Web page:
Each year across Europe, there are around 400,000 premature adult deaths that are attributable to air pollution. Road transport emissions account for a significant share of this burden. European emissions standards continue to pressure manufacturers to reduce vehicle exhaust emissions. With new light commercial vehicles (LCVs) emitting smaller amounts of toxic particulate matter (PM) than ever before, targets are shifting to ambient Non-Exhaust Emissions (NEE).
These non-exhaust sources contribute easily as much and often more than the tailpipe exhaust to the ambient air PM concentrations in cities, and their relative contribution to ambient PM is destined to increase in the future with increasing alternative fuelled vehicles, posing obvious policy challenges for the UK government.
While emissions control regulation has led to a substantial reduction in exhaust emissions from road traffic, currently NEE from road vehicles continue unabated. These include particles from brake wear, tyre wear, road surface abrasion and resuspension in the wake of passing traffic. Also adding to road traffic PM in the atmosphere is the corrosion of vehicle components as well as crash barriers and street furniture.
Quantifying the magnitude of such emissions is problematic both in the laboratory and the field with the latter depending heavily upon a knowledge of the physical and chemical properties of non-exhaust particles. However, studies show that rapid vehicle deceleration creates large amounts of PM caused by wear to the brake linings and discs.
Likewise, emissions of PM from tyre wear increases with vehicle speed, incorrect tyre pressure and low air temperatures as the tyre rubber is less elastic. Overtime during all driving cycles, tiny particles are shed as the tyre wears. The composition of the emitted PM from modern tyres is a complex blend of mostly synthetic materials and other chemical additives that add strength, colour and weatherproofing to the tyre. Modern tyres are not biodegradable and are a significant contributor to micro-plastic pollution. Incidentally, many of the chemicals used to manufacture tyres can cause environmental impacts on their own and pose risks to human health.
Some estimates suggest current exhaust emissions and NEE contribute almost equally to total traffic-related PM emissions. However, there is no legislation in place to regulate or lower NEE ambient levels at present.
Mitigation strategies for NEE
The most effective mitigation strategies to reduce NEE are as follows:
- Reduce traffic volume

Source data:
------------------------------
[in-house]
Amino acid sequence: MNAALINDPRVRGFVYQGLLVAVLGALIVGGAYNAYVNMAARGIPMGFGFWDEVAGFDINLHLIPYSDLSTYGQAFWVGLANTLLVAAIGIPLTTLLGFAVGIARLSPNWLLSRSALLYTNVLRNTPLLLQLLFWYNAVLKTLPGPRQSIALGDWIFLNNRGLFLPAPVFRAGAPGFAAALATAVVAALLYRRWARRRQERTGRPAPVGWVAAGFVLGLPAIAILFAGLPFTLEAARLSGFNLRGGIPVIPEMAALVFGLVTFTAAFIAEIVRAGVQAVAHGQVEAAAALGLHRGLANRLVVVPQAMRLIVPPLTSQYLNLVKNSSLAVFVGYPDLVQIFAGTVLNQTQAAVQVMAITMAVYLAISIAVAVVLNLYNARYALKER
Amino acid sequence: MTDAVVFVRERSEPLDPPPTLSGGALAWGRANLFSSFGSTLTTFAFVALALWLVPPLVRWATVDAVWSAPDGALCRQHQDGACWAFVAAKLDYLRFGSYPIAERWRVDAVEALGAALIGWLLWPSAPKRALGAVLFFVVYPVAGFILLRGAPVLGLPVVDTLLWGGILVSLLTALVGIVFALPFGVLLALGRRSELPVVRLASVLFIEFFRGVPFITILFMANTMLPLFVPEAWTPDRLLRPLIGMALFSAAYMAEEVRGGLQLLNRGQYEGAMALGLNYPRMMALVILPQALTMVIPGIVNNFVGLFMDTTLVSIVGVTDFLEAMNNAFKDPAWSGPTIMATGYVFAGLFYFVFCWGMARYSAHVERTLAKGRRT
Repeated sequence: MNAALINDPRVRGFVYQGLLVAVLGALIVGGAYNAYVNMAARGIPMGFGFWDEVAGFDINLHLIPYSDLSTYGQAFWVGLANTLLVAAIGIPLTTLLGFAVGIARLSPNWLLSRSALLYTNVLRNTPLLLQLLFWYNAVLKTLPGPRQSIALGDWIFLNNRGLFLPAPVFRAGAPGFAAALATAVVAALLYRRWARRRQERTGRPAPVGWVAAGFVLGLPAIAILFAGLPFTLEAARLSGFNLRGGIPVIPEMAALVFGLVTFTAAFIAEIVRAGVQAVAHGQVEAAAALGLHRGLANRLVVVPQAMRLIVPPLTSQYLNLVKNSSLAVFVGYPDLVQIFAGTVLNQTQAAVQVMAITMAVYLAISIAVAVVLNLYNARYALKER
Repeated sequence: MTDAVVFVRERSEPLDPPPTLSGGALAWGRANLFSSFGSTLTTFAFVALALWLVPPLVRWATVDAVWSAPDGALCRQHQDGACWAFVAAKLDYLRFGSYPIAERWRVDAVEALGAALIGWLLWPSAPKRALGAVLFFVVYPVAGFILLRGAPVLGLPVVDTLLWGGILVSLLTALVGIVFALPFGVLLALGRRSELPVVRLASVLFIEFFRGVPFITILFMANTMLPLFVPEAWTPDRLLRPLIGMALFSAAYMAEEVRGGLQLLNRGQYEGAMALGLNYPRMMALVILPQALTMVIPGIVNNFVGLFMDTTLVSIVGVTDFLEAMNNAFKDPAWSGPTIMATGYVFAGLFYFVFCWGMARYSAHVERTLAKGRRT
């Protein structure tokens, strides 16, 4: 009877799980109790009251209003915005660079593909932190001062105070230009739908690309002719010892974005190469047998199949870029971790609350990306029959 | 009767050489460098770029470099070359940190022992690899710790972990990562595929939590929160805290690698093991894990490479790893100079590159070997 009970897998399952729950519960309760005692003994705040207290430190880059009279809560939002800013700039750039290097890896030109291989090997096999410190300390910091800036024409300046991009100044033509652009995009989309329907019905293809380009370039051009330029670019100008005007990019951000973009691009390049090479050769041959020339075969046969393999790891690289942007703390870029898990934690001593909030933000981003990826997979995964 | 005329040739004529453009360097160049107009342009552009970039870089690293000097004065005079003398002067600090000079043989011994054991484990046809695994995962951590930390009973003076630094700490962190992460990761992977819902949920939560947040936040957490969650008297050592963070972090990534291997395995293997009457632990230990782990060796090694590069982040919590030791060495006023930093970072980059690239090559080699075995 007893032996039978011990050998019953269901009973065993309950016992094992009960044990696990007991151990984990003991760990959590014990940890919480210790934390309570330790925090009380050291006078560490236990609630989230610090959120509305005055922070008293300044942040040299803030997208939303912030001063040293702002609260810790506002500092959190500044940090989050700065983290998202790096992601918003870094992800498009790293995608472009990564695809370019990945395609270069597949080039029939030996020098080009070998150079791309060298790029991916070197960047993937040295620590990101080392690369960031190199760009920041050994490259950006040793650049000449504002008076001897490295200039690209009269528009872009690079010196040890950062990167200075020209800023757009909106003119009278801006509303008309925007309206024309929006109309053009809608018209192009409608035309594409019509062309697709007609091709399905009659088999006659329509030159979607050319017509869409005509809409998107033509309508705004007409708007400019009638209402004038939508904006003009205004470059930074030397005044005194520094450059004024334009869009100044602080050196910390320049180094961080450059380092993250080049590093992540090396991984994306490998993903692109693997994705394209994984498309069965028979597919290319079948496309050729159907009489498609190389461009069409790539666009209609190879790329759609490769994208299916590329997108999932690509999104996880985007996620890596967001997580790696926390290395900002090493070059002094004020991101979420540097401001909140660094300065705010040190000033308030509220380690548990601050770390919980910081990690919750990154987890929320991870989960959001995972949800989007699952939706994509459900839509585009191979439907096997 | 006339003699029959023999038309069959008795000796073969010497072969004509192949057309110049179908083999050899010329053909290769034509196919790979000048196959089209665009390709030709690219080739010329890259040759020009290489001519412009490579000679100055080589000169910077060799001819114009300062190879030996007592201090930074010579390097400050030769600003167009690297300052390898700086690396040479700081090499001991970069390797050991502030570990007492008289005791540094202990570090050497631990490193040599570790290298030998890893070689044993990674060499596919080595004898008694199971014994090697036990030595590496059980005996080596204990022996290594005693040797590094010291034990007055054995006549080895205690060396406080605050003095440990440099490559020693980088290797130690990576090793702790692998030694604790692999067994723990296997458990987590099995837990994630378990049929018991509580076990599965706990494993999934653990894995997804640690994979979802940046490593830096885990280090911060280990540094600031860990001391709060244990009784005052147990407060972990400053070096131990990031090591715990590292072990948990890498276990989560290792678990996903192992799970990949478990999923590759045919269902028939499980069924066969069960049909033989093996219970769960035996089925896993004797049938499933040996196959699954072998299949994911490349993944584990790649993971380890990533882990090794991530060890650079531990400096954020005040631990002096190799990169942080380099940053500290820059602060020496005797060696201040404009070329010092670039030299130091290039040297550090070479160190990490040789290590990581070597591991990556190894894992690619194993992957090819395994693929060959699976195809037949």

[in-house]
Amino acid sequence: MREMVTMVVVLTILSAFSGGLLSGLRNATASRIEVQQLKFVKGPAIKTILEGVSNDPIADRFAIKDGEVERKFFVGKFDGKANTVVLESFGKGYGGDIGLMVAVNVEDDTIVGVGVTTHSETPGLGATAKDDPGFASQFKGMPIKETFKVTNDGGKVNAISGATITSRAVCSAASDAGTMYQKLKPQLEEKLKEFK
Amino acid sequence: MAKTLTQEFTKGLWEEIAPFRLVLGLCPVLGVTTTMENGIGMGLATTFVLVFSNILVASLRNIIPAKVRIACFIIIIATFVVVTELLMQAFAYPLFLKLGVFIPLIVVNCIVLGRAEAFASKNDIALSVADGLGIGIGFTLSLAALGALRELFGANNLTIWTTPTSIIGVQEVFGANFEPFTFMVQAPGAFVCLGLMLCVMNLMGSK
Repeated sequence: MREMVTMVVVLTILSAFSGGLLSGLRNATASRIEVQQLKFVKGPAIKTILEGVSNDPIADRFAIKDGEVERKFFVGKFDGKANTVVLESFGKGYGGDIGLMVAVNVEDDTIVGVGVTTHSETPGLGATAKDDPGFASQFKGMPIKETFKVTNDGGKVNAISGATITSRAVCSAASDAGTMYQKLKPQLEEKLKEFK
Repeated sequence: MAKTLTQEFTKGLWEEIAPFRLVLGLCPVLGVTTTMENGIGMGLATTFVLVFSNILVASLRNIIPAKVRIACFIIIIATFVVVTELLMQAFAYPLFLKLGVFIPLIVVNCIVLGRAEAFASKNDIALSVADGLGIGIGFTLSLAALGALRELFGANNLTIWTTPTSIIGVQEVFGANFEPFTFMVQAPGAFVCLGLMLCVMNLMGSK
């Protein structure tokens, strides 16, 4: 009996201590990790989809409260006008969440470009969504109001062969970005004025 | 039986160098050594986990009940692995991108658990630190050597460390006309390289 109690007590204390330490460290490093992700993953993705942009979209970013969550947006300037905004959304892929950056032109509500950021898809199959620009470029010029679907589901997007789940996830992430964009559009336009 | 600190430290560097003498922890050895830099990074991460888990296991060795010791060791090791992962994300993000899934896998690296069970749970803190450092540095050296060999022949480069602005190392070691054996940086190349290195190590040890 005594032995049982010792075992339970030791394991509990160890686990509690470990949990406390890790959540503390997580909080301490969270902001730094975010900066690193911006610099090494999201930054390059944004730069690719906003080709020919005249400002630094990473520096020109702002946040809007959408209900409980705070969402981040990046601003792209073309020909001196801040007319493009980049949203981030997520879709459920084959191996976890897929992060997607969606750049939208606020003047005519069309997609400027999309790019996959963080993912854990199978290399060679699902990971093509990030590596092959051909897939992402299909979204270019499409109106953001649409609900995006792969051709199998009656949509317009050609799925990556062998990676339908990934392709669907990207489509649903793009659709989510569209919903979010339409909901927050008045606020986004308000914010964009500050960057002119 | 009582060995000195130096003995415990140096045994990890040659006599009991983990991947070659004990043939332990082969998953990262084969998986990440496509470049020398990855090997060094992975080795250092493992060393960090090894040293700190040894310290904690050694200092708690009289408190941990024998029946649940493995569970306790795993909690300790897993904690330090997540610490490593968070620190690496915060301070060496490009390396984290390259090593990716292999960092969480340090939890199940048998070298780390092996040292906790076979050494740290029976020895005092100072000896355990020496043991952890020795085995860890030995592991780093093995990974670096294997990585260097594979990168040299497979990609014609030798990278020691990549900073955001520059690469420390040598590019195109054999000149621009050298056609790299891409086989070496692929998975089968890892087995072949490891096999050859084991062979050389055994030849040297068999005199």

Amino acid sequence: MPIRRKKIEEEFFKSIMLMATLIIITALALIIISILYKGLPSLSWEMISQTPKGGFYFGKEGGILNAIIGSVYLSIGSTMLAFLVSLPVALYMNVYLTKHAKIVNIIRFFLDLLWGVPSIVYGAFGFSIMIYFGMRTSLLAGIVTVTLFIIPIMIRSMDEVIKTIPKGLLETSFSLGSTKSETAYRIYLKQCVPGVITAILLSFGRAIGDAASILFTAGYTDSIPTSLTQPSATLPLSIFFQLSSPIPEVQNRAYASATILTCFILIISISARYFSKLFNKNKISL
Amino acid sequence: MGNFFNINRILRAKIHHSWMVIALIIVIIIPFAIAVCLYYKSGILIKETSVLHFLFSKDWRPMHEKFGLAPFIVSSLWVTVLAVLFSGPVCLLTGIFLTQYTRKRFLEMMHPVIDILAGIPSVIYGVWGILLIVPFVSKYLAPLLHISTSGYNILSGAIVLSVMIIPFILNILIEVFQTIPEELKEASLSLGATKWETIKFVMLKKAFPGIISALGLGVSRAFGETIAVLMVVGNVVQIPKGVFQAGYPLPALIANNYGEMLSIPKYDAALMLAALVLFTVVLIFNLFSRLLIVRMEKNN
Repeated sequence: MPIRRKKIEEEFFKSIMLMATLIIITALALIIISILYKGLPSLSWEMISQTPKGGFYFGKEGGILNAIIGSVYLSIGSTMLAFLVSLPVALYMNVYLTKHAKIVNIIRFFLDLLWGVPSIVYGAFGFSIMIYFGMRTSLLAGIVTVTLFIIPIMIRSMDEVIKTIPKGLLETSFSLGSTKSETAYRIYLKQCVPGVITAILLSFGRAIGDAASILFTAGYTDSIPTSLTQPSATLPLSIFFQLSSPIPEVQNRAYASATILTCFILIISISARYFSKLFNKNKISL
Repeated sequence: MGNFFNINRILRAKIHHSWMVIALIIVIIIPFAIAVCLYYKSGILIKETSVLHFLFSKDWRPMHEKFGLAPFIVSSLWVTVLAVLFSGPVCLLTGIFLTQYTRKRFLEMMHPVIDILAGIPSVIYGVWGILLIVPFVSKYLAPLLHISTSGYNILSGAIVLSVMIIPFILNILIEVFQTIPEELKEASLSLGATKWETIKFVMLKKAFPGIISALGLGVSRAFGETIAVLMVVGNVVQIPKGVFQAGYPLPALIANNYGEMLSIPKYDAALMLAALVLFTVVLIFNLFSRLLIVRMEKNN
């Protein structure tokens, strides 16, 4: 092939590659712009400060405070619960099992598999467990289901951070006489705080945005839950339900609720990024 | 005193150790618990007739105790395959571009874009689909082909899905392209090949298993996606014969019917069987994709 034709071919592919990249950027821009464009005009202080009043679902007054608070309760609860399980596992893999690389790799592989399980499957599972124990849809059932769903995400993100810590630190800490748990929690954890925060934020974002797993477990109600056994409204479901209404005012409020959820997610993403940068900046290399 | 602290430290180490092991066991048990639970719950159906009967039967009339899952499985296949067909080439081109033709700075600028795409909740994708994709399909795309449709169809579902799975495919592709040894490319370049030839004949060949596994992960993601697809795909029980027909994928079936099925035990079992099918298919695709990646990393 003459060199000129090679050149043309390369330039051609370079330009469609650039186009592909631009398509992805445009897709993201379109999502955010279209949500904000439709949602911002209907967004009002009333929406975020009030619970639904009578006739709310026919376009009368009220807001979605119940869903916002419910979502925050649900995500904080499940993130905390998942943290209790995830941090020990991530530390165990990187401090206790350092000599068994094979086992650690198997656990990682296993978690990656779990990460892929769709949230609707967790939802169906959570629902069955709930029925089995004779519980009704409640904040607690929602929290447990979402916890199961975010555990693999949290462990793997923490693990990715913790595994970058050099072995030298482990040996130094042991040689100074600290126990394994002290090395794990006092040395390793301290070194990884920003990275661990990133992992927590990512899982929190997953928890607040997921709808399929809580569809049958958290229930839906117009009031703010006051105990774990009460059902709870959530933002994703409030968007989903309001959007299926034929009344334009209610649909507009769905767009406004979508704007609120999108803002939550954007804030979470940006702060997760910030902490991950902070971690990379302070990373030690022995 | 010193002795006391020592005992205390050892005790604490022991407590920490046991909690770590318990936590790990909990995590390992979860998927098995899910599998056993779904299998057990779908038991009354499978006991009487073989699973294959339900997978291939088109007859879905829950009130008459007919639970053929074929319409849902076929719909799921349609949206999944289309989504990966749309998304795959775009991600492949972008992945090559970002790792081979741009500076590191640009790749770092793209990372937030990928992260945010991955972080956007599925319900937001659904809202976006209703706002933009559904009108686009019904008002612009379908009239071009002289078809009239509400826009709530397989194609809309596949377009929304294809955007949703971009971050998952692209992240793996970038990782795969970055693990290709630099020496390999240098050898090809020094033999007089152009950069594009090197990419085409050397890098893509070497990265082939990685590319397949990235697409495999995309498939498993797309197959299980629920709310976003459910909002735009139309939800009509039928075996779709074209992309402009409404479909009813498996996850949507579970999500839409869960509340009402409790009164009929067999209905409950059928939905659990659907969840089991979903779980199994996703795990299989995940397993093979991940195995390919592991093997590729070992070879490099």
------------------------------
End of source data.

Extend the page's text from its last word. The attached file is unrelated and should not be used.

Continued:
- Where traffic is free-flowing reduce speed limits (e.g. motorways)
- Promote driving behaviour that reduces braking and higher-speed cornering
- Reducing the material tracked onto public road surfaces by vehicle movements in and out of construction, waste-management and similar sites
The transition to LCV electric vehicles (EV) is still in its infancy, but with major fleets like British Gas (1,000 units) and Northgate (250 units) already investing in sustainable greener LCVs, the appetite is growing. Although heavier, these vehicles should decrease PM from the brake linings and discs through the use of regenerative braking. As these vehicles rely less on frictional braking they should have lower brake wear emissions.
However, tyre and road wear emissions increase with vehicle mass. This has implications for vehicles with heavier powertrains (e.g. additional battery mass) than the equivalent internal-combustion-engine (ICE) vehicles. The net balance between reductions in brake wear emissions and potential increases in tyre and road wear emissions for vehicles with regenerative braking remains unquantified and will depend upon road type and the driving mode, as both influence the balance between the different sources of emissions.
Low rolling resistance tyres are helping slow the wear and decay of tyres during the life of the vehicle, but end-of-life recycling is not a straight forward process due to toxic materials used in tyre manufacturing. Today, tyres cannot be sent to landfill due to the chemicals that they contain. Tyres must be granulated and are now used as the base material for a wealth of different products such as:
- Roof tiles
- Carpet underlays
- Running tracks
- Artificial football pitches (rubber crumb)
- Drainage systems
- Road resurfacing
In the manufacturing process for brake pads, the copper content can be reduced, alternative components can be replaced for more environmentally friendly alternatives and carcinogenic material such as asbestos can be removed in favour of banana peel waste. With these changes, results show a significant reduction in fine particle emissions, whilst stopping power improves 17% and the brakes are quieter. Nevertheless, these brake pads are not in widespread use.
However, until the adoption of new environmentally friendly components, reducing the levels of NEE will be difficult. The latest ruling to support the UK’s Government Road to Zero strategy has brought forward the end of the sale of new ICE cars and LCVs to 2030. This will put further pressure on manufacturers to ramp up the development of EVs. However, the maintenance of current production processes and parts for EVs will mean that we will continue to emit high levels of NEE.
On a side note, the UK Government Air Quality Expert Group (AQEG) reported last year that it recommends with immediate effect that NEE are recognised as a source of ambient concentrations of airborne PM even for EVs. This should start to influence the parts chosen to equip new EVs as manufacturers become pressured to reduce NEE from their vehicles.